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HomeUncategorizedNewspapers – A Window into the Past (Part 2)

Newspapers – A Window into the Past (Part 2)

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Last week I wrote about the interesting old newspapers I found at the May-Stringer House in downtown Brooksville. At that time there were two local newspapers – The Brooksville Herald and The Brooksville Sun.  I guess this paper wasn’t the first to come up with a name like that. The following information is from its August 13, 1925 issue. 

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On that date, the top story had to do with the founding of Weeki Wachee. Just recently, the town of Weeki Wachee, with a population of less than a dozen people, was dissolved. It’s interesting to look back and see how Weeki Wachee got its start. 

According to the front-page story in The Brooksville Sun, “a group of Eastern capitalists” formed a company called the Glenarden Corporation to purchase the 5,000 acres from the actual springs to the length of the entire Weeki Wachee riverfront. A number of local businessmen got in on the deal, as well. There were plans to develop the land into “one of the greatest recreational resorts in Florida.” At that time Walt Disney was still drawing cartoons and Disney World was not even a “twinkle in his eye.” 

These entrepreneurs were far-thinking and planned to develop it into a place for hunting, fishing, and other outdoor pursuits. Tourism was already big business for Florida back then. They also planned to have a golf course and a country club. A famous author of the time, Rex Beach, was interested in building a lodge on the property “as a gathering place for kindred spirits” and he didn’t mind in the least that his fellow organizers suggested that it be named after him.

Anxiety and stress are not just a symptom of the twenty-first century life. People back in the 1920s suffered from these ailments as well. Just like an advertisement I talked about last week, one for a cure made me cringe. “Do you feel so nervous you want to scream?” (Yes, especially since the Coronavirus.) “Do you scold those dearest to you?” (My husband would affirm that.) “Try Lydia E. Pinkham’s Vegetable Tonic made especially for women.” (YIKES!)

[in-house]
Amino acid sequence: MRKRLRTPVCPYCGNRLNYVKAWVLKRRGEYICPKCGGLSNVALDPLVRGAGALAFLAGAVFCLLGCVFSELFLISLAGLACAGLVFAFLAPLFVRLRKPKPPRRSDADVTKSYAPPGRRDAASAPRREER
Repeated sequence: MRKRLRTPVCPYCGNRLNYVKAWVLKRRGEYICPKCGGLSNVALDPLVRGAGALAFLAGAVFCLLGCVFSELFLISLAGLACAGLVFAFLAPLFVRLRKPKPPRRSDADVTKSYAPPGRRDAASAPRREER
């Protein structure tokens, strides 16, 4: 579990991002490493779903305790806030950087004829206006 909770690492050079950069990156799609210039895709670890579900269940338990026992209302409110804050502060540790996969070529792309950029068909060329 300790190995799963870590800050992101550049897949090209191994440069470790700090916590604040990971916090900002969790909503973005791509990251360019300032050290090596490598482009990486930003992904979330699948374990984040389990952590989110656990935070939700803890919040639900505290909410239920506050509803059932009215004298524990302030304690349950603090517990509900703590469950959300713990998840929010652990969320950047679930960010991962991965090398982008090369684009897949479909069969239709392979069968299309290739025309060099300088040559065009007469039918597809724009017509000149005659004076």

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Just like television now seems to be saturated with commercials for medical remedies, The Brooksville Sun had its share of such advertisements. For just $1.20 per bottle you could get “blessed relief” from rheumatism, neuritis, and lumbago with McNeil’s Magical Remedy. 

The classified ads were rather interesting too. One person advertised for a “young, unattached white housekeeper.” A Lost and Found ad read like this: “Found: a real small pig Wednesday July 26.  Owner call at Sun office, identity, pay for this add and feed.” Apparently The Brooksville Sun did not employ a proof-reader. Back then, eating out was fairly cheap. The following classified ad attested to that. HAMBURGERS: That will tickle the palate at a dime a piece at BYRD’S SANDWICH SHOP.”  

To take one’s mind off their ailments or the latest bad news, there was always the humor column. Here’s a sampling of some of the jokes and sayings in the paper that day. 

“One trouble is that not enough parents are on spanking terms with their children.”

“Even when a man wants the earth he doesn’t want it thrown at him in the form of mud.” 

And last, but not least, this sage piece of advice: “Don’t talk like a Red [Communist]. That lingo is always the vocabulary of a failure, who is always jealous of others.” 

Next week we’ll jump ahead a decade to find out what was happening in Hernando and the rest of the world in 1939. Stay tuned.

Note from Hernando Sun founders: It isn’t a coincidence that we used the word “Sun” in the title or our newspaper.  We took into account the long-running and much loved Brooksville Sun and then Brooksville Sun-Journal when choosing a name.  We decided on Hernando Sun, because of the Sun tradition and our desire to bring local news to the entire county.

Editor’s Note: Typos happen in this newspaper too.  Nobody’s perfect! 

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